Please use this identifier to cite or link to this item:
|Title:||Subsidy and Productivity in the Privatised British Passenger Railway|
|Publisher:||Institute of Transport and Logistics Studies. Faculty of Economics and Business. The University of Sydney|
|Citation:||International Conference Series on Competition and Ownership in Land Passenger Transport – 2001 – Molde, Norway– Thredbo 7|
|Abstract:||This paper gives a brief overview of subsidy arrangements in the privatised passenger rail industry in Britain before focusing on productivity performance across the first four years under the new privatised structure. Subsidy reductions are analysed in terms of the average annual percentage increases required in passenger revenues to offset these reductions for each train operating company. These are found to range from 2% to 21%. It is highlighted however that such 'gains' could equally be achieved through cutting costs, hence subsidy cuts are also specified in relation to cost reductions and found to range from 1% to 10%. Productivity is then examined through the use of a Translog productivity index, with passenger train kilometres specified as the output, and labour, traction rolling stock and infrastructure specified as the inputs. For the network as a whole, it is found that total productivity has risen on average by 4% p.a. over the initial privatisation period. Most of these gains have been achieved through labour reductions and increases in output resulting from improved utilisation of existing inputs. Comparisons are then made with the performance of thenationalised British Rail over a number of time periods. The overriding conclusion is that gains made in the early period of private sector management, although appearingto be of a sufficient size to offset subsidy reductions, are not as high as those made in the later period of public sector management. It would appear therefore that it is ownership structure, towards a more market orientated organisation, rather than ownership form per se, that is the key component in productivity gains|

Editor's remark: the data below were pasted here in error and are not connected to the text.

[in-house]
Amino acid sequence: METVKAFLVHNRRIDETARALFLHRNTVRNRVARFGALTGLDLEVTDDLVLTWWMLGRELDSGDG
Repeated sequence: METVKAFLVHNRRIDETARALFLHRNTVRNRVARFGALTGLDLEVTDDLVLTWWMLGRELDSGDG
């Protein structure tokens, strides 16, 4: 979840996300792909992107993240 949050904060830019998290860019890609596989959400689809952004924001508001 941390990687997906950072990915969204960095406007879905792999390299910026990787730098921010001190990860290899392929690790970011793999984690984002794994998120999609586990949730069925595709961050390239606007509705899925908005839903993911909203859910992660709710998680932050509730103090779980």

|Appears in Collections:||Thredbo 7|
Files in This Item:
Items in Sydney eScholarship Repository are protected by copyright, with all rights reserved, unless otherwise indicated.